Because of their size and distinctive look, praying mantises are among Nebraska’s most recognizable insects.
In Nebraska, there are three species of large praying mantises (and a few smaller “ground mantids” in the western part of the state). Of those three large species, the biggest is the Chinese mantis (Tenodera sinensis), which can reach lengths of 4½ inches.
The Chinese mantis is an introduced species to North America and Nebraska, along with its smaller colleague, the European mantis (Mantis religiosa).
The Carolina mantis (Stagmomantis carolina) is native to Nebraska and is the smallest of the three, only reaching lengths of a little more than 2 inches. All three can be variable in coloration, but are usually found in combinations of green, gray and/or brown.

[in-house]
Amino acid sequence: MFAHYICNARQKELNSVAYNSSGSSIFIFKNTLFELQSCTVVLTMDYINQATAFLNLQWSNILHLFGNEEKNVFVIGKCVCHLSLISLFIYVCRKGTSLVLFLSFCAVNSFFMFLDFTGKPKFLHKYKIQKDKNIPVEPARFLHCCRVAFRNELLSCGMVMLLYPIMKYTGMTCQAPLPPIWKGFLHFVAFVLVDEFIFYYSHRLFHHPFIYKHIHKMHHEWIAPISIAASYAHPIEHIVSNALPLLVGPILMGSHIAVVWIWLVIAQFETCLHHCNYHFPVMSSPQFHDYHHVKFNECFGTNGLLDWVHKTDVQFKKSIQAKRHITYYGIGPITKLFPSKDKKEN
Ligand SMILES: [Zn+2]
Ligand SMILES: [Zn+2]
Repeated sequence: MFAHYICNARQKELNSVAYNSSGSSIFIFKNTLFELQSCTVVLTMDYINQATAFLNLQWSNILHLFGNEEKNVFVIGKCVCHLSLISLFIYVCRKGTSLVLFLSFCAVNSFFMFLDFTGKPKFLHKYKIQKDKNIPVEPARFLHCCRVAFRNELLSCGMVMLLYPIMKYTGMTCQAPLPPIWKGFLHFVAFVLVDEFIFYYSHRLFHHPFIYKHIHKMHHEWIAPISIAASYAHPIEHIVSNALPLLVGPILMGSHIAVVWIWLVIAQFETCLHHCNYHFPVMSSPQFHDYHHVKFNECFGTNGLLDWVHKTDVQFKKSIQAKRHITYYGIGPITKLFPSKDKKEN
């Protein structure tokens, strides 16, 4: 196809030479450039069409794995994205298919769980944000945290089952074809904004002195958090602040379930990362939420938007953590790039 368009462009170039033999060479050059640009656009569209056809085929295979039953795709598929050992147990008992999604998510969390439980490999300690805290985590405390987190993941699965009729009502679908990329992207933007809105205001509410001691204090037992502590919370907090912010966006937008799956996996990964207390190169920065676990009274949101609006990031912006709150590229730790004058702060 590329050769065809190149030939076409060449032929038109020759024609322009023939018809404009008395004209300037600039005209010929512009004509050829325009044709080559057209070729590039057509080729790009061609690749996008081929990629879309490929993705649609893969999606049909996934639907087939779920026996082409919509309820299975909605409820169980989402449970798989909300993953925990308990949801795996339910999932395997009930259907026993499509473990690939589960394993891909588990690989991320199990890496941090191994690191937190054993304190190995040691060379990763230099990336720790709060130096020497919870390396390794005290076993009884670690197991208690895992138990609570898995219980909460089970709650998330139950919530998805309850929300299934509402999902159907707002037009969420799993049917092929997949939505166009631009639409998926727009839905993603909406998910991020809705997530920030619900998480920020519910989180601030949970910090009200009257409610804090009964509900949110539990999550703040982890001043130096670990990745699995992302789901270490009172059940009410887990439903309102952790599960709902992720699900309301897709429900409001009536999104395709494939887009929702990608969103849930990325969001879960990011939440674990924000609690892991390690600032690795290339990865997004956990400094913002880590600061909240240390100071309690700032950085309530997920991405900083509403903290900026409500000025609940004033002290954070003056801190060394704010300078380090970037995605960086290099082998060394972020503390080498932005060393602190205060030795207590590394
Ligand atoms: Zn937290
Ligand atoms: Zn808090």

The Chinese mantis was first introduced to the United States near Philadelphia in 1896. It is now found in much of North America, from Nebraska eastward. It has been commonly introduced in various locations for pest control. However, its effectiveness in that role is limited, and potentially even counterproductive.
Mantises are certainly extremely capable predators, but they don’t typically occur in sufficient abundance to control outbreaks of pest insects. In addition, they are just as likely to kill and eat insects such as bees, butterflies and other species gardeners and farmers would like to keep around. It’s not clear whether or not Chinese mantises have any negative impact on populations of the native Carolina mantis or other insects.
Because of their size and fighting ability, praying mantises have relatively few enemies among their insect peers.
However, they can be caught and eaten by vertebrates such as frogs, lizards and birds, as well as invertebrates such as ants and spiders. In its native Asian range, the big Chinese mantis is hunted by the appropriately named Asian giant hornet, the largest hornet in the world.